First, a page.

Monday, September 5, 2011
Posts by : Admin
Guest Author: Beth Trissel
Although set in Georgian England, the tumult taking place in France during the explosion of the French Revolution is the backdrop for my new historical romance, Into the Lion’s Heart. This story has the honor of launching the new series The Wild Rose Press is debuting called Love Letters. The premise behind this theme is that a letter must be the cause of bringing the hero and heroine together. At 96 pages, Into the Lion’s Heart is an easy but satisfying read. However, I did as much research for it as I would a full novel.
Several waves of nobility called émigrés fled France,beginning in 1789, while they still could. Sometook refuge in Germany, Austria, and Switzerland where they plotted against the Revolutionary government and sought foreign aid to help them restore the old regime.Many émigrés also sought refuge in England, including the King Louis XV111’s brother the Comte d’Artois, the future King Charles X. Most of the nobility who remained in France were guillotined during the Revolution, along with members of the clergy and a large number of commoners. The guillotine was greedy for ever more victims. No one knows for certain, but it’s estimated that as many as 40,000 people were guillotined by the end of the reign of terror.
Into the Lion’s Heartopens with the hero, Captain Dalton Evans (fought in the American Revolution) journeying to Dover to meet the ship carrying a distant cousin, Mademoiselle Sophia Devereux, who’s fleeing the French Revolution.
As the French Revolution rages, the English nobility offer sanctuary to many a refugee. Captain Dalton Evans arrives in Dover to meet a distant cousin, expecting to see a spoiled aristocrat. Instead, he’s conquered by the simplicity of his new charge. And his best friend Thomas Archer isn’t immune to her artless charm, either.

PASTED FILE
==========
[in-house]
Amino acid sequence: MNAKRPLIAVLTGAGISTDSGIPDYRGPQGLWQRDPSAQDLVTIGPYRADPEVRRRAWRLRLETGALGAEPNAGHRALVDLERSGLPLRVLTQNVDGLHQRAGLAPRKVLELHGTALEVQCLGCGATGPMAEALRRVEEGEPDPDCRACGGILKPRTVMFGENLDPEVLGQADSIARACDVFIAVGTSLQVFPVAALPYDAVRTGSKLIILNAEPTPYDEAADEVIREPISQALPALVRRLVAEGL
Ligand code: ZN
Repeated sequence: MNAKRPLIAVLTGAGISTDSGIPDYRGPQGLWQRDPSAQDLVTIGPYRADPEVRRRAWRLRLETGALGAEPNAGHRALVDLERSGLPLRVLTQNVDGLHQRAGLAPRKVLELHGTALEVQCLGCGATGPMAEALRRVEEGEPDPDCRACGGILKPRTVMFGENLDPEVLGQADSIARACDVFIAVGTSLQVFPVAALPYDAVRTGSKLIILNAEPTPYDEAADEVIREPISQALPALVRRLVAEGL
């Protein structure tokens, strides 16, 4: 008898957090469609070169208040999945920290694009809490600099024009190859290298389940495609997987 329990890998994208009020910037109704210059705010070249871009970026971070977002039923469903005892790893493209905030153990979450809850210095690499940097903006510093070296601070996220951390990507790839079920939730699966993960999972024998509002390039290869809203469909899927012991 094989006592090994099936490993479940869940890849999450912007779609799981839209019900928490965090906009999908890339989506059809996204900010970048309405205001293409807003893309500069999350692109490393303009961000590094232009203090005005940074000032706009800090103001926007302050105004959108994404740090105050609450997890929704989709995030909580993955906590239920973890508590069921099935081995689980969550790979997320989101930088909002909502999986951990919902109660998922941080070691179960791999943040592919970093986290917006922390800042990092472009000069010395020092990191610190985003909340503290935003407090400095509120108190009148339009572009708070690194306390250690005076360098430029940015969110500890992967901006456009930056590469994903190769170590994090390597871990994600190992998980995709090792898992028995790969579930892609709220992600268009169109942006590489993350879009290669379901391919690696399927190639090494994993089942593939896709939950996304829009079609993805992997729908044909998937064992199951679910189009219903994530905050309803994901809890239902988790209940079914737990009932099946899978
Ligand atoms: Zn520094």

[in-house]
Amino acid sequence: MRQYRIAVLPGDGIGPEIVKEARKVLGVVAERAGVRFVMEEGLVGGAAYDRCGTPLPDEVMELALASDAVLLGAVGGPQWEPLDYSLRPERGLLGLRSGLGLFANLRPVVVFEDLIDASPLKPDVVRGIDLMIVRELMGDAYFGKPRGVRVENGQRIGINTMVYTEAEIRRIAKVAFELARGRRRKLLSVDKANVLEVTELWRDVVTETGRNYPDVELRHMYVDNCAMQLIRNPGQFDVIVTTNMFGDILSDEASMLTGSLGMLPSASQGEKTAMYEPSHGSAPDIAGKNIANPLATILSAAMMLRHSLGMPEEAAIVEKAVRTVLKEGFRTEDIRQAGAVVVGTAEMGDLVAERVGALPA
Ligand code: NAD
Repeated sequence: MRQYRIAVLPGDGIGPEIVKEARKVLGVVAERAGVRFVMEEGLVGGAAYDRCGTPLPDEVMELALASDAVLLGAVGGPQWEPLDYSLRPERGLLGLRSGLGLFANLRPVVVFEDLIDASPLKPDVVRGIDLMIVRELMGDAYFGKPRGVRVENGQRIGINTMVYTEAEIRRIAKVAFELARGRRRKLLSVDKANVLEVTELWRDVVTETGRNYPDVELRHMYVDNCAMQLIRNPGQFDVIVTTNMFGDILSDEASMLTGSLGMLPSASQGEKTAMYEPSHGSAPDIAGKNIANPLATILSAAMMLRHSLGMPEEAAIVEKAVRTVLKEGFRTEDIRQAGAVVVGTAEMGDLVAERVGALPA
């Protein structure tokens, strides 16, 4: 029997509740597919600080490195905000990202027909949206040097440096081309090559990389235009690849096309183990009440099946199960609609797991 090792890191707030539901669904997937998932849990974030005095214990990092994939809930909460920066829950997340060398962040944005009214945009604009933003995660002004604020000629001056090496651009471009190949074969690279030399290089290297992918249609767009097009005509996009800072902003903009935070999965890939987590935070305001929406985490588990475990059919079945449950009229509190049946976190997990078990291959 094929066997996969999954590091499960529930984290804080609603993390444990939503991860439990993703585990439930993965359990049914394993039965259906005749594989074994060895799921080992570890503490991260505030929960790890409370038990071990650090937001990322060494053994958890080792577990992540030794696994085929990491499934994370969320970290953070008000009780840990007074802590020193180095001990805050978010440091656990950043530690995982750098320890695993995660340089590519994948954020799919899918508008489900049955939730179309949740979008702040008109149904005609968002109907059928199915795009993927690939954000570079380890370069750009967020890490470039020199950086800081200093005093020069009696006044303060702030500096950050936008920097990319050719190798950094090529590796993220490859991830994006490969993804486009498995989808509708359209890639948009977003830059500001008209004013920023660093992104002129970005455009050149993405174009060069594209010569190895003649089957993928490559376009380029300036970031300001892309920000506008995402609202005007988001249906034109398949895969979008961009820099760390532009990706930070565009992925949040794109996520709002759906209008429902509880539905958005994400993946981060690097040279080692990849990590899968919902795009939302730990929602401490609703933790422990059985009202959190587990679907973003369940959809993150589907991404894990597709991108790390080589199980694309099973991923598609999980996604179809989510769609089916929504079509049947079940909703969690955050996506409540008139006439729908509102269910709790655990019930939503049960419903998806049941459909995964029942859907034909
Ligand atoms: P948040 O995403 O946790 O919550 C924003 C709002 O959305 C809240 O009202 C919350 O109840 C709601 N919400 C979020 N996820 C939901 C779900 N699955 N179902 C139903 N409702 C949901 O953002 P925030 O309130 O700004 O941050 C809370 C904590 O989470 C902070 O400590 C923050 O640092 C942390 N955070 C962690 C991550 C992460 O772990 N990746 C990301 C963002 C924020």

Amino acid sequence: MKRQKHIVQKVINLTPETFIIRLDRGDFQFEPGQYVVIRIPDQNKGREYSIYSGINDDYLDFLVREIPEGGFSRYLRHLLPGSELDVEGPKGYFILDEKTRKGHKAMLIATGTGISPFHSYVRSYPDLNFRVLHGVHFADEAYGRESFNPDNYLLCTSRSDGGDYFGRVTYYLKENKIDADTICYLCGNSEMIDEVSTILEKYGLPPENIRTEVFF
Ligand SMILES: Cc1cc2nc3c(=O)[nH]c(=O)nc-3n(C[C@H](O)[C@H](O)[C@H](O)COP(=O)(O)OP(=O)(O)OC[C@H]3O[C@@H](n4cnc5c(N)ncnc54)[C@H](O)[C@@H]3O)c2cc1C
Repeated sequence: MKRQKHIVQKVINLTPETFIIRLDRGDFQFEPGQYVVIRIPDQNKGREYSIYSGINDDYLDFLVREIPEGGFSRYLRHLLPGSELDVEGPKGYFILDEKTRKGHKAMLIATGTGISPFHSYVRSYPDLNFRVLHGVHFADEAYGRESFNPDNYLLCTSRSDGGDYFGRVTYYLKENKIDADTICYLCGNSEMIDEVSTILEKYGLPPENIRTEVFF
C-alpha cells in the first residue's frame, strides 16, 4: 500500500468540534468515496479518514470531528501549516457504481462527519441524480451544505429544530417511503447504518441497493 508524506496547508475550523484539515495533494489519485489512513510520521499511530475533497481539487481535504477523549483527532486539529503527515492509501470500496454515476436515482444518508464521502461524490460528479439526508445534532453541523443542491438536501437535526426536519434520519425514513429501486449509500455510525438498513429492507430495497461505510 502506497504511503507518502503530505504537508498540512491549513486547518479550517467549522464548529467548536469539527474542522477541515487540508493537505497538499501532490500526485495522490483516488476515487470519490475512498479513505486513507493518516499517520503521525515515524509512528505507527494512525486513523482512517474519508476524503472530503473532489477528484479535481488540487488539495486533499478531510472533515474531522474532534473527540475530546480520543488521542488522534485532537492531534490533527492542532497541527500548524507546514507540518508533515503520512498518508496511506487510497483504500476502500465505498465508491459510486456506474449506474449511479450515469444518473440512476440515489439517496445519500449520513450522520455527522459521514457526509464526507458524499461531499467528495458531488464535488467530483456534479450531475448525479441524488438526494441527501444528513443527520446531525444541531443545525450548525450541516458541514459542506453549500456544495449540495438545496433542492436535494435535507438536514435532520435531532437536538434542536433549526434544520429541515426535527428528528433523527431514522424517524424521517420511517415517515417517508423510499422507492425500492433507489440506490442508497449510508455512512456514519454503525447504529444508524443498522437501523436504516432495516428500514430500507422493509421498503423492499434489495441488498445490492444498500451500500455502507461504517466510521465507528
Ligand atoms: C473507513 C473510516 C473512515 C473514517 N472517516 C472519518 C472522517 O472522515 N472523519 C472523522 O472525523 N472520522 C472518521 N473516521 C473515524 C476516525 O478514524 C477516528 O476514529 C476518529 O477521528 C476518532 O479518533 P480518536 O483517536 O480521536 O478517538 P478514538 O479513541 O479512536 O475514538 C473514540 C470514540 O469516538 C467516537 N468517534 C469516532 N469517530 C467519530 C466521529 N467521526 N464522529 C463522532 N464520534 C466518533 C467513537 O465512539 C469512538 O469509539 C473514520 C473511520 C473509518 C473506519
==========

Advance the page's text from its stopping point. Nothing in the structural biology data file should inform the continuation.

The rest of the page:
Cecile Beaumont didn’t choose to travel across the Channel. And she certainly didn’t expect that impersonating her own mistress would introduce her to a most mesmerizing man. Now she must play out the masquerade, or risk life, freedom – and her heart.~
Choking on the brine, she thrashed to right herself. Dalton spat saltwater from his mouth and fought to regain his seat while pulling her up with him. Not his most dignified effort. She was the devil to get hold of—kept slipping away. He grabbed her again, only to be knocked back down and rolled with her in the swill on the bottom of the boat.
Damn and blast! Tom and another man hoisted them upright in the prow.
“Thanks,” Dalton grunted, biting his tongue in the presence of a lady. “All right?” he shouted at her, and shifted her securely onto the seat beside him.
“Oui!” she sputtered when she’d recovered her breath.
She shook all over—must be chilled to the bone. They’d be fortunate if she didn’t catch her death, probably bruised too from tossing about in the skiff. The sooner she was safely housed indoors by a toasty hearth, the better.
Keeping an arm around the sodden woman, he peered into a striking pair of charcoal-gray eyes set above a pert nose and framed by fine dark brows.
She parted trembling, bluish lips. “Merci Monsieur—QueDieuvousbénisse—Les saints nous bénis en préservent,” she stammered, thanking, blessing him, and calling on the saints.
Dalton was tempted to call on them himself, but her outpouring took him by surprise.
Not content with acknowledging his aid, she turned to Tom, crouched on her other side, and blurted similar gratitude—nearly incoherent in the tumult raging around them. Tom gave a nod through gritted teeth then bent his head over the boat and heaved the contents of his volatile stomach.
She tilted her head at Dalton, eyes crinkled in sympathy. “Mal de mer,” she said, using the French for seasick.~
Into the Lion’s Heart is available at The Wild Rose Press, Amazon Kindle, Barnes & Noble,and other online booksellers.
For more on my work please visit my website: www.bethtrissel.com
My blog is the happening place: http://bethtrissel.wordpress.com/
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